Inventing the image of Saint Francis

A new image of a new saint in the Basilica of Santa Croce, Florence.

St. Francis and scenes from his life, 1240s–1260s, panel (Bardi Chapel, Basilica of Santa Croce, Florence). Speakers: Dr. Beth Harris and Dr. Steven Zucker

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[0:00] [music]

Dr. Steven Zucker: [0:04] We’re in Santa Croce, in Florence, the great Franciscan church.

Dr. Beth Harris: [0:09] We’re standing close to the main altar. This is an overwhelming space, much of it covered with fresco painting and the main apse occupied by an enormous altarpiece.

Dr. Zucker: [0:20] The space is vast, and it speaks to the huge crowds that were flocking to the Franciscans.

Dr. Harris: [0:25] They were an enormously popular order.

Dr. Zucker: [0:28] The Franciscans are mendicants. That is, they’re one of the begging orders, like the Dominicans. Saint Francis gave up his worldly possessions and his followers do the same.

Dr. Harris: [0:39] Both the Franciscans and the Dominicans were relatively new religious orders that specifically located themselves in the cities in Italy and elsewhere in order to preach to an urban population.

Dr. Zucker: [0:51] Cities like Florence had become newly wealthy in the 1200s, the 1300s, and especially in the 1400s, and they grew rapidly.

[0:59] Now, of course there were the bankers and merchants, but there were also many poor people. And the Dominicans and Franciscans especially saw it as their mission to preach to the poor.

[1:10] The wealthy elites of Florence saw the Franciscans as a pathway for their own redemption. And so they give the Franciscans large amounts of money, which allowed them to build churches, but it also allowed them to minister to the poor.

Dr. Harris: [1:22] These wealthy merchants and bankers provide for chapels as a place of burial for their families and gave money to the church so that the friars could say prayers on their behalf — the idea that prayers said on your behalf here on earth could help release you sooner from purgatory so that you could get to heaven.

Dr. Zucker: [1:41] We’re standing not only beside the high altar but also in front of a large panel painting. Now, this painting of Saint Francis was produced only a couple of decades after Saint Francis’ death.

Dr. Harris: [1:52] He died in 1226 and was canonized, was made a saint, in 1228.

Dr. Zucker: [1:57] Here is a contemporary man, a man who people might have actually remembered, being represented in the center of this painting almost as if he was a Byzantine icon. The icon tradition tends to focus on the figure, not in a narrative context, not telling stories. But here we have both. We have that central figure that’s functioning almost like an icon, but surrounded by narratives.

Dr. Harris: [2:19] Here, Francis stands in the center, completely frontal, surrounded by gold, that gold coming from that Byzantine tradition. In this format, we see the central figure, surrounded by apron scenes, or scenes that tell the story of his life, his miracles, and his ministry.

Dr. Zucker: [2:37] This is one of eight 13th-century paintings of St. Francis in this format, although there’s a lot of local variation.

Dr. Harris: [2:44] Some show as few as four apron scenes. This one has 20 scenes from Francis’ life and miracles.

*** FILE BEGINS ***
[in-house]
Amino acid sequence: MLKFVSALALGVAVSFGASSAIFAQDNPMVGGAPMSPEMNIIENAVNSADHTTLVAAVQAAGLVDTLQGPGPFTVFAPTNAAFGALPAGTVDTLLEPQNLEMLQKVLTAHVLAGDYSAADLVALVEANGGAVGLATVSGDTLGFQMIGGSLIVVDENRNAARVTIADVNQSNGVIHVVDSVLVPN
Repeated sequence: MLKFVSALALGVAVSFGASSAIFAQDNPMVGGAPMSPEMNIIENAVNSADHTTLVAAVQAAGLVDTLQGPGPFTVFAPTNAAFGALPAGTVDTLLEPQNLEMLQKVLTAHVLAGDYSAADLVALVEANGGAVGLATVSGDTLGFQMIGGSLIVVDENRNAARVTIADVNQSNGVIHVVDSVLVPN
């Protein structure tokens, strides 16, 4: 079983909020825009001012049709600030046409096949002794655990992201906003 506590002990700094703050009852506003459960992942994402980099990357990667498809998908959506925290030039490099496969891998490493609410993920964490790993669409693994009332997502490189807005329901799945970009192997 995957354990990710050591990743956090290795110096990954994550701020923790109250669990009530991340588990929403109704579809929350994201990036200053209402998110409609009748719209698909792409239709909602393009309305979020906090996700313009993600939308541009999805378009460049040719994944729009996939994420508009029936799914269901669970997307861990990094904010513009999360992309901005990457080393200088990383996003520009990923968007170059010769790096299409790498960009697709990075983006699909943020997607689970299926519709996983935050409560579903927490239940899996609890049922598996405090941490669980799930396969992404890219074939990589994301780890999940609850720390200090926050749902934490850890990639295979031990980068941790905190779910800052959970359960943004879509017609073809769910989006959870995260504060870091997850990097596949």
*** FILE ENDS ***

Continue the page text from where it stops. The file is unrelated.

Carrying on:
Dr. Zucker: [2:51] The earliest of these paintings is in the town of Pescia, not far from Florence, and that shows six apron scenes. Let’s focus on two scenes that are most often represented. The earlier of the two is in the leftmost column. It’s Francis preaching to the birds.

Dr. Harris: [3:06] We see Francis with two friars on the left, and on the right, a stylized tree with birds perched on branches, and beside that, stylized rows of different kinds of birds.

Dr. Zucker: [3:18] Francis’s biographers tell us that Francis preached to the birds as if they were rational beings, and that the birds responded.

Dr. Harris: [3:26] What we’re learning is that the Franciscans have a mission to preach to everyone.

Dr. Zucker: [3:32] Two scenes to the right is probably the single most commonly represented image of Francis. This is the moment when he receives the stigmata. According to Francis’ biographers, late in his life, Francis has a vision. He sees a seraph — angel — on a crucifix, and soon after, the wounds that Christ received on the cross appear on Francis’s body.

[3:54] This miracle is seen as an expression of his affinity with Christ, the way in which he had lived his life so closely to Christ that he was given this divine gift. The background is gold, and three rays emanate from the seraph and reach Francis. This compositional strategy will be influential in the next century. Artists like Giotto will create more naturalistic renderings of this very scene.

Dr. Harris: [4:19] One of my favorite parts are the little roundels that show Franciscan friars that are positioned at the corners of each of the apron scenes. They give us a sense that Franciscan friars were close to Francis himself, and that we can be close to Francis and Christ through the ministry of the Franciscans.

[4:38] In the central panel, Francis is elongated. His right hand is in a gesture of blessing, it’s very clear that he’s showing us the stigmata.

Dr. Zucker: [4:47] Francis is shown wearing rough brown cloth, and he’s shown barefoot. These are signs of his self-imposed poverty, and if you look closely at his belt, you’ll see that it’s just plain rope, but it’s knotted three times. The three knots represent his vows: poverty, chastity, and obedience.

Dr. Harris: [5:04] So, while there were those who criticized Franciscans for building churches as lavish as this one, the Franciscans held that doing so helped them in their ministry.

[5:15] [music]

Cite this page as: Dr. Steven Zucker and Dr. Beth Harris, "Inventing the image of Saint Francis," in Smarthistory, May 7, 2020, accessed June 16, 2024,